mid-14c., "fact of being lost or destroyed," from O.Fr. perdiciun
(11c.), from L.L. perditionem
) "ruin, destruction," from L. perditus
, pp. of perdere
"do away with, destroy, lose, throw away," from per-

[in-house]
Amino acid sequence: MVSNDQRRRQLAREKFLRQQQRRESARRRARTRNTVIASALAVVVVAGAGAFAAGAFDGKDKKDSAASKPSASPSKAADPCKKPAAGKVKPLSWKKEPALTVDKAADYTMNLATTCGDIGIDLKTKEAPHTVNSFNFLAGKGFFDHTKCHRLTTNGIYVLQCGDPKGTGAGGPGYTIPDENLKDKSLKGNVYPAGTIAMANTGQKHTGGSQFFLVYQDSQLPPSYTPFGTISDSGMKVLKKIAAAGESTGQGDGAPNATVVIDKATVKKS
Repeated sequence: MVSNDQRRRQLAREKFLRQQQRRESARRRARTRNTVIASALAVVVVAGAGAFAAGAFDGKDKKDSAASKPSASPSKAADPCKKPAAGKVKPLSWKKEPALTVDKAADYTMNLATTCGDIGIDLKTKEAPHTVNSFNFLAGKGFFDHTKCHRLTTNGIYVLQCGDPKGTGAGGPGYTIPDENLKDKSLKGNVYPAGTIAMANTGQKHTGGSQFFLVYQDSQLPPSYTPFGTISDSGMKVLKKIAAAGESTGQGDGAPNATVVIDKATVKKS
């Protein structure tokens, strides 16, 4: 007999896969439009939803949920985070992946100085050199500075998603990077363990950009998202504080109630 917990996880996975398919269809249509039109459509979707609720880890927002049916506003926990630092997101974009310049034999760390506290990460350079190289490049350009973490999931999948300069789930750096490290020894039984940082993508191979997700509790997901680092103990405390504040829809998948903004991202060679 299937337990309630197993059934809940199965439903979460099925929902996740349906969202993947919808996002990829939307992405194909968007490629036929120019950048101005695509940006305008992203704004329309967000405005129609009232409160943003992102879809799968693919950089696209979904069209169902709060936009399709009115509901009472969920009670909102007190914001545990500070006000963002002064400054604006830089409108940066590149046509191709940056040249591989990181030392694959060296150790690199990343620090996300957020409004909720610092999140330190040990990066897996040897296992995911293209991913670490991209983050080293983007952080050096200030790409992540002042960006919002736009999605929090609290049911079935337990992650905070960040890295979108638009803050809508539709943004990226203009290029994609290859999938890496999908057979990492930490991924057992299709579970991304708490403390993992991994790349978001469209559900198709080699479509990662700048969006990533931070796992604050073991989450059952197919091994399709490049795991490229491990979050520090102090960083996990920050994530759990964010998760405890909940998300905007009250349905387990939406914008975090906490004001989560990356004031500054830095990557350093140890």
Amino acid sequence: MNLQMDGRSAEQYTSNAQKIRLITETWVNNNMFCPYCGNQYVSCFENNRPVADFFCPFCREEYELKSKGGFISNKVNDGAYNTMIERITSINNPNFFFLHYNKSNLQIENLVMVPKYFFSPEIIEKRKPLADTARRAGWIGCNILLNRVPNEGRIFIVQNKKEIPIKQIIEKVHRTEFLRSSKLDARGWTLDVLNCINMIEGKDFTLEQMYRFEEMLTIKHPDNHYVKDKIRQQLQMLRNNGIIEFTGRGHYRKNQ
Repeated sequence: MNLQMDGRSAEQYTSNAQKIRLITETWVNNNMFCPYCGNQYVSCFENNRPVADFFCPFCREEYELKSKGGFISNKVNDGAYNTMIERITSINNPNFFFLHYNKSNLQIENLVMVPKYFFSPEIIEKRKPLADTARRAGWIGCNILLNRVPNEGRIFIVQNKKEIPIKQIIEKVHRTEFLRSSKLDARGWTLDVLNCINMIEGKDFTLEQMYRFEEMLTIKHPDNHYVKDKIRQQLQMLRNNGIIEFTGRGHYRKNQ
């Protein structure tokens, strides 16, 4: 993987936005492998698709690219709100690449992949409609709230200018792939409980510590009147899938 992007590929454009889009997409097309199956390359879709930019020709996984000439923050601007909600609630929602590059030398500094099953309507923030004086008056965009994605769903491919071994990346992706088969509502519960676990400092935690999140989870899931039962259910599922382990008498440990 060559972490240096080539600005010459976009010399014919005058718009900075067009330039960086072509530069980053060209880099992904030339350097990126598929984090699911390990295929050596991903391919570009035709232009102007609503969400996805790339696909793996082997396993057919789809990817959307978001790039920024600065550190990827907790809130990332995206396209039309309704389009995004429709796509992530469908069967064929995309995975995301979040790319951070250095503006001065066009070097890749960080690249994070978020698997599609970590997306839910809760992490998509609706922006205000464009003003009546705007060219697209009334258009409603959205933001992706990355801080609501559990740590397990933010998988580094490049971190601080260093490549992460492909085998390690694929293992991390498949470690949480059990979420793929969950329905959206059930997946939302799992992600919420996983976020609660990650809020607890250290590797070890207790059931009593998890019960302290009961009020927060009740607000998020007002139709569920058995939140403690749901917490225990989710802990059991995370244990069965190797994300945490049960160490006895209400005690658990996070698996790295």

"through" (here perhaps with intensive or completive force, "to destruction") + -dare
"to put" (see date
(1)). Special theological sense of "condition of damnation, spiritual ruin, state of souls in Hell" (late 14c.) has gradually extinguished the general use of the word.